On Saturday, April 1st we officially took delivery of our new boat. (April Fool’s, anyone? We hope not.). We moved aboard that afternoon. It was kind of a heady moment, something that we had anticipated for roughly a year. And now it was real. Unbelievably, the sun magically came out from behind the clouds. We took a bottle to the flybridge to try to relax and let it all soak in. The next morning the sun came out also. Good omens of times to come.
The next few days were all about getting our gear on board, figuring out how things worked and where to stow stuff, and getting electronics done.
New friends, fellow water rats, arrived with champagne (and salmon he had caught and smoked himself) to help us celebrate. On cue, the sun came out as we clamored up onto the flybridge to savor the moment.
We did an electronics sea trial to get all the Garmin gear set up. This was her second time out, but our first time under way on the boat, and was yet another heady thrill. She felt nice under way, and pretty gosh-darned-easy for us sailboaters who had never run a power boat before. Still, so much to learn.
By Thursday, still with some unfinished items on the punch list and with some bad weather in the forecast, we decided Enuf! and resolved to leave the dock. We had a one-day weather window before a gale moved in, and nice as LaConner is, we didn’t want to be pinned down for another three days. The shakedown cruise got under way.
We cast off the lines and headed out from Trawler Row for the first time on our own. Did I say something about heady thrills? With everything new and different, there was a steady drip of low-level adrenaline as we wound our way south down the Swinomish Canal and out into the open but sheltered waters of Skagit Bay. From there we turned north. The southeasterly was gray and we were pelted by scattered rain showers. The pilot house was warm, dry and comfy.
We thought for our first run we would make it memorable by heading for Deception Pass. At a leisurely eight to nine knots, the view of the bridge as we turned west into the Pass was impressive. We pushed through the Pass against three to four knots of current. Bruce used this adventure as an opportunity to “see what she would do.” Throttle down, we powered up to twelve, fourteen, seventeen knots. Easy-peasy, and very comfortable for us, although the pups weren’t very happy with the noises. We saved the full-throttle twenty-knot thrill for another time.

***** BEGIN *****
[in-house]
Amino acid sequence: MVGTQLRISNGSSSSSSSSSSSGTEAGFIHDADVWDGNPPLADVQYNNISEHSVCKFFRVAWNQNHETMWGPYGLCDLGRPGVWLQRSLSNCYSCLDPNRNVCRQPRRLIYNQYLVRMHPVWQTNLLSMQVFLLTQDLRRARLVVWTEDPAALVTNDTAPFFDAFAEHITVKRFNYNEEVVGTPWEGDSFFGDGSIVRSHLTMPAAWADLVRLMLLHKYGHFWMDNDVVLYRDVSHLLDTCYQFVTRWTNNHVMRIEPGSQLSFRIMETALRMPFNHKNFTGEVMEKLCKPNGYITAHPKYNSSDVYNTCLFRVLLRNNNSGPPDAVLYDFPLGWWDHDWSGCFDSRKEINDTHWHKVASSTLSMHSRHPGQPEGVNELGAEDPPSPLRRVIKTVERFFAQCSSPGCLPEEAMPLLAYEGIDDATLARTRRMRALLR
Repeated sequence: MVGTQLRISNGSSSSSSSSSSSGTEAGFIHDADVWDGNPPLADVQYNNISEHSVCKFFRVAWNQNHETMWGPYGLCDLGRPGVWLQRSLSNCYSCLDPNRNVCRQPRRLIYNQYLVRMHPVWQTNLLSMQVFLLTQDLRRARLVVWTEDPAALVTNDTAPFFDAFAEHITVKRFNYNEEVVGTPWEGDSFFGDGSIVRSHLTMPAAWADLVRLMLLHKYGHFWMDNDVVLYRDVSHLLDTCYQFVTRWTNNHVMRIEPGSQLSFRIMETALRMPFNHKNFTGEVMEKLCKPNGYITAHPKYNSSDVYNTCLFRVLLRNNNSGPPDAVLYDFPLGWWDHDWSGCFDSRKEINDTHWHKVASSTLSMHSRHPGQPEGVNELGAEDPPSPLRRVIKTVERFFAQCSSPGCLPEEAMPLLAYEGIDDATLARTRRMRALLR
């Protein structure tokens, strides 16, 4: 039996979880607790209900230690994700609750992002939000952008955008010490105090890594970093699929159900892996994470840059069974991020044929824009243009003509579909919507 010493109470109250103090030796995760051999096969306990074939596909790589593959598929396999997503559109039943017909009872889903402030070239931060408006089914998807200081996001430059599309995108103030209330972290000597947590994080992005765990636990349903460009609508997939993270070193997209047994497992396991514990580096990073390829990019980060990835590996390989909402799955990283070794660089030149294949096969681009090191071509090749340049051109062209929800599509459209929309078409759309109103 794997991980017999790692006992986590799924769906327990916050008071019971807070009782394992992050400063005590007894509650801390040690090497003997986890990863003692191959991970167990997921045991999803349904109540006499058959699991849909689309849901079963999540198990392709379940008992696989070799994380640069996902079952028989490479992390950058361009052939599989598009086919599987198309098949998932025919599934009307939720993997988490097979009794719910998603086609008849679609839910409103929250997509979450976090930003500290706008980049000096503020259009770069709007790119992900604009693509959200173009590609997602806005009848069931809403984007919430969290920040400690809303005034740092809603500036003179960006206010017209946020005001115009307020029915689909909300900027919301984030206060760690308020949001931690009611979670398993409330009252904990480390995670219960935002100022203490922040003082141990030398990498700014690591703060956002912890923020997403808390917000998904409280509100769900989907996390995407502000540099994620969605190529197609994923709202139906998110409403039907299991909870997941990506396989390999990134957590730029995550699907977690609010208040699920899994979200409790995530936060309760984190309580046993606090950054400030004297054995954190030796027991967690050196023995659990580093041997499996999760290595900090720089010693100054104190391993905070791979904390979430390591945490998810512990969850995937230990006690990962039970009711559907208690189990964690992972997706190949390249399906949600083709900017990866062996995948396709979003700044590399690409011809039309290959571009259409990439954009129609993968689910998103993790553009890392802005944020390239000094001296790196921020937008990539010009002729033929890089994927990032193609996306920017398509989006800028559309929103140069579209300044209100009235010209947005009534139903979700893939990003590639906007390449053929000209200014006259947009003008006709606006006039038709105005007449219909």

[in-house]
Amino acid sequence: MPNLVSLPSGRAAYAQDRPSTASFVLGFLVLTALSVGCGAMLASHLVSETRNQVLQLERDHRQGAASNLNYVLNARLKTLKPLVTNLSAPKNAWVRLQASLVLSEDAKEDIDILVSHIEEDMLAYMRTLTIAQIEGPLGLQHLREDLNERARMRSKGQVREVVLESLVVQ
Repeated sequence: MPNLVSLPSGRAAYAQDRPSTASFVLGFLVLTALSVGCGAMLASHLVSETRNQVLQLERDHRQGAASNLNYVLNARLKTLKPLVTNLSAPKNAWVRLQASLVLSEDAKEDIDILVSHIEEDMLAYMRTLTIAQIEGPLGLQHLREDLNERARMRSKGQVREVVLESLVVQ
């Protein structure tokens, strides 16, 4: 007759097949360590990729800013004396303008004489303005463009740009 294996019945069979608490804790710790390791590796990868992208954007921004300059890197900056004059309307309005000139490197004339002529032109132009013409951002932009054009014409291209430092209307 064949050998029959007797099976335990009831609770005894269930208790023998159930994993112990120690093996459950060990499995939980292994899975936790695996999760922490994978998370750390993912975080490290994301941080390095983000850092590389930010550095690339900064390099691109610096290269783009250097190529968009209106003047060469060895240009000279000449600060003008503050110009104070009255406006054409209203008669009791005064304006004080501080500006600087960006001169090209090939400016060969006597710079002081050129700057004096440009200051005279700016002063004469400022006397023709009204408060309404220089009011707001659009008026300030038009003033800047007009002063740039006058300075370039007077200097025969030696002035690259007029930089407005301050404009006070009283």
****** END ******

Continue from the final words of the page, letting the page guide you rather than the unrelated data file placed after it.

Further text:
As we came out of the Pass, the chop kicked up and the power helped steady the boat out. We kept the pressure on as we scooted past Bowman Bay and up inside Burrows Bay, enjoying the views and getting accustomed to the feel of the boat. By the time we passed Skyline Marina and Fidalgo head, the weather had dried up and the breeze and chop were quieter. We slowed to a more leisurely nine knots and bore away to the north and east into Guemes Channel. Our plan was to hang in Anacortes for a day or two while the forecast gale blew through.
We wound our way in through Cap Sante Marina. Our arrival in the slip was, I must say, flawless. This was a blessing as the Anacortes Spring Boat Show was just getting under way and we had a substantial audience for our performance. They could not have known the high levels of anxiety we (or I, anyway) experienced as I brought her alongside. My relief at not damaging the boat (or our neighbors in the slip) and not embarrassing ourselves, was huge.
The sun came out AGAIN! as we settled in for the evening. We took advantage of this unique moment to enjoy a bottle of home-fermented wine given to us by Frank, one of the guys at Tomco, on the flybridge. Thank-you Frank for this very special moment.